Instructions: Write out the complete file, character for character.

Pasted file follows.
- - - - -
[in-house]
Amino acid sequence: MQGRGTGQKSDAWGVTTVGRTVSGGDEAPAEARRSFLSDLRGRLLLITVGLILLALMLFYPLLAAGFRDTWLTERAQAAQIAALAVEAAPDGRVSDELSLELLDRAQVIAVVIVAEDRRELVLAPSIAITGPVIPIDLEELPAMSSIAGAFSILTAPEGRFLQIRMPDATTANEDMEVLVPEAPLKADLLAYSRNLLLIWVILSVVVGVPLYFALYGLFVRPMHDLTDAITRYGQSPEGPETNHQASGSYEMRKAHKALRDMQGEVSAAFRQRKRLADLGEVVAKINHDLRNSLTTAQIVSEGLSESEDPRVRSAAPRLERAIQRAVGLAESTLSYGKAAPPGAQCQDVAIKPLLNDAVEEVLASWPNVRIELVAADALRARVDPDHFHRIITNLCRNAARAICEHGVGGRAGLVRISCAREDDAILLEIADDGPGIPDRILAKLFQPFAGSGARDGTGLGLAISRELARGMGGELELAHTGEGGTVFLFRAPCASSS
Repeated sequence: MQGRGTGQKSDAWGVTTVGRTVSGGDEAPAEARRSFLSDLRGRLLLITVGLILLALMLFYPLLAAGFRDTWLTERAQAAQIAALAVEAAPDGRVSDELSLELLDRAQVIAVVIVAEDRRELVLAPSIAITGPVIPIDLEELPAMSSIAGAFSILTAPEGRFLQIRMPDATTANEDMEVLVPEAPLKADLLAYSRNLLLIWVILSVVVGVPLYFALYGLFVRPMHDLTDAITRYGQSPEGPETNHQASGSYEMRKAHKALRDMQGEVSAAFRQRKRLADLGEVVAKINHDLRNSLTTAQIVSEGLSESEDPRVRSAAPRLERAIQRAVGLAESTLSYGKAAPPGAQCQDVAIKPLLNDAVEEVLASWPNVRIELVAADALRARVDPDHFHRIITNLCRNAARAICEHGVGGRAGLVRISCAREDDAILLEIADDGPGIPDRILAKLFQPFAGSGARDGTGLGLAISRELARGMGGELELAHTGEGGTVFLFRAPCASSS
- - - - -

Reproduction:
[in-house]
Amino acid sequence: MQGRGTGQKSDAWGVTTVGRTVSGGDEAPAEARRSFLSDLRGRLLLITVGLILLALMLFYPLLAAGFRDTWLTERAQAAQIAALAVEAAPDGRVSDELSLELLDRAQVIAVVIVAEDRRELVLAPSIAITGPVIPIDLEELPAMSSIAGAFSILTAPEGRFLQIRMPDATTANEDMEVLVPEAPLKADLLAYSRNLLLIWVILSVVVGVPLYFALYGLFVRPMHDLTDAITRYGQSPEGPETNHQASGSYEMRKAHKALRDMQGEVSAAFRQRKRLADLGEVVAKINHDLRNSLTTAQIVSEGLSESEDPRVRSAAPRLERAIQRAVGLAESTLSYGKAAPPGAQCQDVAIKPLLNDAVEEVLASWPNVRIELVAADALRARVDPDHFHRIITNLCRNAARAICEHGVGGRAGLVRISCAREDDAILLEIADDGPGIPDRILAKLFQPFAGSGARDGTGLGLAISRELARGMGGELELAHTGEGGTVFLFRAPCASSS
Repeated sequence: MQGRGTGQKSDAWGVTTVGRTVSGGDEAPAEARRSFLSDLRGRLLLITVGLILLALMLFYPLLAAGFRDTWLTERAQAAQIAALAVEAAPDGRVSDELSLELLDRAQVIAVVIVAEDRRELVLAPSIAITGPVIPIDLEELPAMSSIAGAFSILTAPEGRFLQIRMPDATTANEDMEVLVPEAPLKADLLAYSRNLLLIWVILSVVVGVPLYFALYGLFVRPMHDLTDAITRYGQSPEGPETNHQASGSYEMRKAHKALRDMQGEVSAAFRQRKRLADLGEVVAKINHDLRNSLTTAQIVSEGLSESEDPRVRSAAPRLERAIQRAVGLAESTLSYGKAAPPGAQCQDVAIKPLLNDAVEEVLASWPNVRIELVAADALRARVDPDHFHRIITNLCRNAARAICEHGVGGRAGLVRISCAREDDAILLEIADDGPGIPDRILAKLFQPFAGSGARDGTGLGLAISRELARGMGGELELAHTGEGGTVFLFRAPCASSS